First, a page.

Alexander Solzhenitsyn's Lenin in Zurich originated as a spin off compilation of "knots" that formed the core of his final project, The Red Wheel, a series of books about the fall of the czar's regime and the rise of the Soviet State.
What are "knots"? They seem to be narrative focal points that Solzehenitsyn deemed critical to his historial/fictional style of writing, which he didn't willingly subjugate to the term "novel."
In this case, Solzhenitsyn had written some knots about Lenin, found himself an exile in Zurich, and decided he would expand the knots to form, more or less, a novel about Lenin's time in Zurich just before entering the famous closed train that returned him to the Russia and the revolution he ultimately dominated.
The book--let's call it that--is a psychological study of Lenin as a frustrated emigre revolutionary who had missed the action in the abortive Revolution of 1905 and finds himself holed up in Zurich, willfully keeping pace with his revolutionary monomania by writing, reading, and corresponding with other revolutionary socialists, ultimately to be known as communists.
Here's a taste of it: "His whole career, twenty-three years of uninterupted militant campaigning against political stupidity, vulgarity, opportunism, his whole grim life uner a constant hail of hatred, had brought him--what? Only isolation."
Sometimes the narrative moves along as an interior monologue, sometimes scenes are remembered, full of dialogue and scheming, sometimes Lenin allows himself a drop or two of nostalgia about losing touch with the woman he loved, Inessa Armand.
But what's really important about the book is the portrait of Lenin's relentless determination to expose soft revolutionaries (those who would not start with violence and emphasize violence in revolution above all other initial measures) and bring down the czar.
How does one survive decades of failed conferences, idiotic alliances, betrayals, theoretical debates, detailed research into the history of revolution, and so forth? Well, one has to be relatively iron-willed and not a little monomaniacal.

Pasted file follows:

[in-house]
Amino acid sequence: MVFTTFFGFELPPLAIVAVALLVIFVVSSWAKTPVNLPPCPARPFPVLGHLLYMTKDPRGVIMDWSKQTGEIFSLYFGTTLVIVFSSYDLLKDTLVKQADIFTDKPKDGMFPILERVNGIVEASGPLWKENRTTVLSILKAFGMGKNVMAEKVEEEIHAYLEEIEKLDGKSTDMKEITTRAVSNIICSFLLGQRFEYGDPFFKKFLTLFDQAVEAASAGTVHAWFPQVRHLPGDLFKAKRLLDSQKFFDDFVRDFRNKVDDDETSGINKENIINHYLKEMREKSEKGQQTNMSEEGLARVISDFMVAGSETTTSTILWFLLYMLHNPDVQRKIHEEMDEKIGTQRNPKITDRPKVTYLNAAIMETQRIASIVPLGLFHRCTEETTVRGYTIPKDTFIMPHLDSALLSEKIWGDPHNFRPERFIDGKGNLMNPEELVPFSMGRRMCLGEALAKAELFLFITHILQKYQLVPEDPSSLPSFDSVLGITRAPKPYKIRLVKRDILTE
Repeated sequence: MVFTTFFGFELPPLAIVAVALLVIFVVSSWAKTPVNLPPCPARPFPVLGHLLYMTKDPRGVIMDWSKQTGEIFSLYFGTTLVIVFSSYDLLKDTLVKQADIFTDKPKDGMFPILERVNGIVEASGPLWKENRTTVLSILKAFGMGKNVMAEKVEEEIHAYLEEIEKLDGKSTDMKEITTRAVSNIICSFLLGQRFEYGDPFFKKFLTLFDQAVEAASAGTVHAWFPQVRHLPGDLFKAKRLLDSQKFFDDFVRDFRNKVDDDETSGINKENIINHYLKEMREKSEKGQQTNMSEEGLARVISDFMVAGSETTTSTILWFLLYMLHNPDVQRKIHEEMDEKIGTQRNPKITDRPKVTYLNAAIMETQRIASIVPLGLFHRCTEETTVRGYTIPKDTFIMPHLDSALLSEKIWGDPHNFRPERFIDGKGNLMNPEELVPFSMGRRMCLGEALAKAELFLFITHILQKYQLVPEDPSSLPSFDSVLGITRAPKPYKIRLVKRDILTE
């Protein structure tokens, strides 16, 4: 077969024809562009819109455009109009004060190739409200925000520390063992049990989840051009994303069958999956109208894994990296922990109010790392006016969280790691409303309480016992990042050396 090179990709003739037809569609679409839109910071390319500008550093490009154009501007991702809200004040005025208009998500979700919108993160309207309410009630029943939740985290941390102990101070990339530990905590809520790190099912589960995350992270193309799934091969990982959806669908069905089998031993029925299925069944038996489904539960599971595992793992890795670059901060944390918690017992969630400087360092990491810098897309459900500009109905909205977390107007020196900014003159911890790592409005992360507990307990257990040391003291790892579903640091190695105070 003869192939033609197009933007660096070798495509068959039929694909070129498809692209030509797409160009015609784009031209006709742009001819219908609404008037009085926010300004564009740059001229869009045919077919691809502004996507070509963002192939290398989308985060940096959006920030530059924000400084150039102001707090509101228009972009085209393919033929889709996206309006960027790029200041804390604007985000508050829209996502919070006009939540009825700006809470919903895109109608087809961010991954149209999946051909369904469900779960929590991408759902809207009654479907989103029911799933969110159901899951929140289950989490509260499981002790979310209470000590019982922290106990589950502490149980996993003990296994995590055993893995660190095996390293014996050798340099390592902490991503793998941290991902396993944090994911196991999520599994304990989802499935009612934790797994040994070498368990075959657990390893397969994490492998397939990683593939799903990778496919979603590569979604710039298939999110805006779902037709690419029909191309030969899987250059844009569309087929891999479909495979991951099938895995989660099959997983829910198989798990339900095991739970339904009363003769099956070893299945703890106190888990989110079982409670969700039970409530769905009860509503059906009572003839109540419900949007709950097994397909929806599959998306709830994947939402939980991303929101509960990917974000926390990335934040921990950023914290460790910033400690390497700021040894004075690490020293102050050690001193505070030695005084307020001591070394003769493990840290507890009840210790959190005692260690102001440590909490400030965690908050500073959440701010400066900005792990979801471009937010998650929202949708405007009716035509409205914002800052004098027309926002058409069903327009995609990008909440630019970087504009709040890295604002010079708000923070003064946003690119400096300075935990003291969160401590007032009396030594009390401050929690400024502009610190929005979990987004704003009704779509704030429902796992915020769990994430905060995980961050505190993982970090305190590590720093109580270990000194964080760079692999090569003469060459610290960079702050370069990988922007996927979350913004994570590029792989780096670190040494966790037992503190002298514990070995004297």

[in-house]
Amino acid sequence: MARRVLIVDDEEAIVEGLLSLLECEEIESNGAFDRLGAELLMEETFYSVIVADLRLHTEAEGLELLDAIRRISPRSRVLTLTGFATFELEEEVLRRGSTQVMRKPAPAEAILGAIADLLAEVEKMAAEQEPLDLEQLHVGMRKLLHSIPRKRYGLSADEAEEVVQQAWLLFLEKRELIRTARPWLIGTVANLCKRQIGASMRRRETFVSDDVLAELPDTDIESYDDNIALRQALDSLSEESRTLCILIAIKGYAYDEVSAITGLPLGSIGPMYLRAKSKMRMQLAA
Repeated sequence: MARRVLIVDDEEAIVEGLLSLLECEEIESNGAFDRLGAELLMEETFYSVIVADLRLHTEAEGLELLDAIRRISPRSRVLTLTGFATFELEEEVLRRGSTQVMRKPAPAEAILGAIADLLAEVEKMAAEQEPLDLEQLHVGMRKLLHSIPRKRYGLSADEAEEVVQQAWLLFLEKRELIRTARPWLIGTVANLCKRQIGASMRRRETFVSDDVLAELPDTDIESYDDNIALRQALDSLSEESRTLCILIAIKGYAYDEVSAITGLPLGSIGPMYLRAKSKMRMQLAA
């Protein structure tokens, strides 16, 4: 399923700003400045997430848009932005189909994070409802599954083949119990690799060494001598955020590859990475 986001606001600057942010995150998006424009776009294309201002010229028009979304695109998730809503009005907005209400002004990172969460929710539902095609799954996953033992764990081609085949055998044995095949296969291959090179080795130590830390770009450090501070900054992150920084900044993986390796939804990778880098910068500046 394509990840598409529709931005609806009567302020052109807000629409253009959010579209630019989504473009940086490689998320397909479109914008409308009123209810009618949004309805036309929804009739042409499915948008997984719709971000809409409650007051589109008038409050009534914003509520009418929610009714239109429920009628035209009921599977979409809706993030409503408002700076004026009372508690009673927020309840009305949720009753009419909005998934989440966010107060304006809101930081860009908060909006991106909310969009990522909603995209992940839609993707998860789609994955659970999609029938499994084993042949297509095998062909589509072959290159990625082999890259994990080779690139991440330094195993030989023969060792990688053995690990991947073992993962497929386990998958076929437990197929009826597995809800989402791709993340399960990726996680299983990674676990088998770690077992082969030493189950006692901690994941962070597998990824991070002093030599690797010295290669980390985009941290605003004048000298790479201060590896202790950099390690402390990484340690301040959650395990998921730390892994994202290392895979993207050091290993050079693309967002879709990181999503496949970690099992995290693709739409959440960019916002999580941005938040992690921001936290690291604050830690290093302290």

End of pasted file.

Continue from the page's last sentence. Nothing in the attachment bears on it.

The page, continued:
There's little evidence I know of that contradicts Solzhenitsyn's portrait of Lenin. He was a bully and a schemer who reminds me of the negotiating style of one Washington potentate I knew: you get your way in a negotiation by being the first to break it off...as soon as possible...and making the other party come back to you in astonishment, asking why you did that.
The almost unimaginable horror Lenin, followed by Stalin, unleashed on the Russian people, isn't really present in the book because it ends before he takes power, but there's no mistaking his belief in violence, his constant counsel and measuring stick. Are you willing to shoot, club, start fires, bomb, and create mayhem? If not, goodbye. If so, let's conspire together.
In a way it was an odd approach, given Lenin's basic nature as an intellectual, not a hunter, a fighter himself, or anything of the sort, but he had come to this conclusion intellectually, and it is a constant theme throughout Solzhenitsyn's book.
Of course Solzhenitsyn, who suffered under communism, must have hated Lenin, and yet with artistic fortitude and imagination, grounded in substantial research, he portrays the bald little man with the slits for eyes with compelling fidelity and in disturbing detail. This is something of a Shakespearian or Dostoevskian performance: the man you loathe is as interesting a literary subject to you as the man you love.
What "we literary types" and many "journalistic types," too, often lack is an appreciation for politics as endless, grubby, conversation-by-conversation, argument-by-argument, failure-by-failure work. Solzhenitsyn excels here in decompressing the refined image of Lenin at the barricades and letting us see his endlessly disciplined, boring, often fruitless efforts to get to those barricades. He does it by staying so close to this repugnant man, mastering his twisted relations with his fellow revolutionaries and rivals, and recreating an epoch that, until it occurred, seemed like it might never occur--that instead of the barbaric thing that became Soviet communism might have taken shape as some kind of parliamentary leftism, social democratic style.
I discovered the pleasures of writing about miserable rulers when I took on Herod the Great in my novel, The Man Clothed in Linen. True, some of them are beyond characterization in their banality (Hitler, curiously enough, was just such a personal nothing when lacking an audience; he was as much a mirror as a man) but the Herods, the Lenins, the Maos, and a host of other power-mongering demons give the writer something to rejoice in: contradictions, pathos, spleen, pride, and self-defeat. Power is coarsening, the lust for it is coarsening, but men and women who seek it often are riveting. That's the case in this book.
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